Traverse City Record-Eagle

May 11, 2013

Competition puts students' theological knowledge to test

BY MARTA HEPLER DRAHOS mdrahos@record-eagle.com
Traverse City Record-Eagle

---- — TRAVERSE CITY — Which came first, the Bible or the Catholic Church? Which book of the New Testament is categorized as a book of history? What are the names of the heavenly angels?

They were among hundreds of questions put to sixth-graders at the second annual Diocese of Gaylord Catholic Schools Regional Catechism Bee.

The event was held April 18 at St. Mary Cathedral in Gaylord and drew 18 students representing the region’s Catholic schools. All were winners of local bees hosted by their schools.

After an hour and a half of quizzing, Wade Gerberding of St. Elizabeth Ann Seton Middle School in Traverse City finished in second place.

“When it was down to two, it was me and this girl (winner Chelewynn Shuart from East Tawas) for 15 minutes,” said Gerberding, 12. “The question I missed was, ‘What disposes us to respect the rights of others?” (The answer: justice.)

Gerberding won a $500 tuition credit for seventh grade at the school, along with a catechism board game and a copy of the Youth Catechism of the Catholic Church, from which a few of the questions were gleaned.

Other questions were taken directly from the catechism, said Charles Taylor, superintendent of Catholic schools for the diocese, master of ceremonies and timekeeper for the event. All were reviewed by one of the diocese’s seminarians in Rome, a theologist and canon lawyer.

“I think the kids at that age are capable of a lot more than people give them credit for,” Taylor said. “We were scared because we were running out of questions. We got right down to the end.”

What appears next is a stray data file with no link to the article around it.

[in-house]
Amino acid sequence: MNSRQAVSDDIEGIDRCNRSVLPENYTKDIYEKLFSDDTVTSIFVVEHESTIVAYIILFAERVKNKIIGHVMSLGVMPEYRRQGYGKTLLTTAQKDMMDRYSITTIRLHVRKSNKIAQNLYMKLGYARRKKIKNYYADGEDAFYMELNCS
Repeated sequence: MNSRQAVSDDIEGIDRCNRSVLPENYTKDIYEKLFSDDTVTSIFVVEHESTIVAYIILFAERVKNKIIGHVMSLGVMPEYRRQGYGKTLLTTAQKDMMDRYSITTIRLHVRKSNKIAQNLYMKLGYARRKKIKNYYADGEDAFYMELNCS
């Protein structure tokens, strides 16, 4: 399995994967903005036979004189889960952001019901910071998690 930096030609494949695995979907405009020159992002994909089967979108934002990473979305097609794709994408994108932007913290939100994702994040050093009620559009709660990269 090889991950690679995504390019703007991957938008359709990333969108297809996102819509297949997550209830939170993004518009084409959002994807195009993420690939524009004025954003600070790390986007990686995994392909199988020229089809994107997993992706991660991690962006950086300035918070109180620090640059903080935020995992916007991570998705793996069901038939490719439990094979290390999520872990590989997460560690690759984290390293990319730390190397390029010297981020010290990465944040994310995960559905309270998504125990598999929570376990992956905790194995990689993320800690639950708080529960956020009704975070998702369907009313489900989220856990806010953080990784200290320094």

The competition fell during the Year of Faith, which began Oct. 11, 2012. That’s when, according to the dictate of Pope Benedict XVI, Catholics are to study and reflect on the documents of Vatican II and the catechism in order to deepen their knowledge of the faith.

While the bee ostensibly was for students, many of their parents learned along with them, Taylor said.

“It was fascinating for them because it got this discussion going at home, which is what we wanted,” he said.

Gerberding began studying well before spring break, after lunchtime at school and after finishing his homework in the evening, said mom Kim Gerberding.

“I didn’t know all the answers, to be honest, even after going through them all, without the study guide in front of me,” she said. “It was an education.”

She was one of four Gerberding family members and two St. Elizabeth Ann Seton teachers who traveled to Gaylord to watch the competition, moderated by Bishop Bernard A. Hebda.

“It made me a little more nervous that he was asking questions, but he’s nice,” said Gerberding, one of four St. Elizabeth Ann Seton finalists in the event. “I knew that I knew them all really well, but I didn’t know how the other people studied and how well they were going to do, and it turned out they were all really good.

“The bishop stopped the multiple choice after a while because they were too easy, so they started asking (fill-in-the-blank) questions and that made it a little more tough.”

Other area finalists were Peter Beard, Olivia Donahue and Thomas Hegewald, of St. Elizabeth Ann Seton Middle School; Joseph Geranen, of St. Mary School in Hannah; and Otto Mork of St. Mary School in Lake Leelanau.

The regional bee stems from a 2011 catechism bee organized by the women of St. Angela’s Circle at St. Ann Church and School in Cadillac. The event was so successful that most of the Catholic schools in the region held bees last year during Catholic Schools Week. Winners of the Advanced Division (sixth grade) went on to compete in the first annual Diocese of Gaylord Catholic Schools Regional Catechism Bee.

Taylor said future regional bees will be more advanced, with the possibility of a few twists.

“We’ve discussed maybe doing it from scriptures,” he said.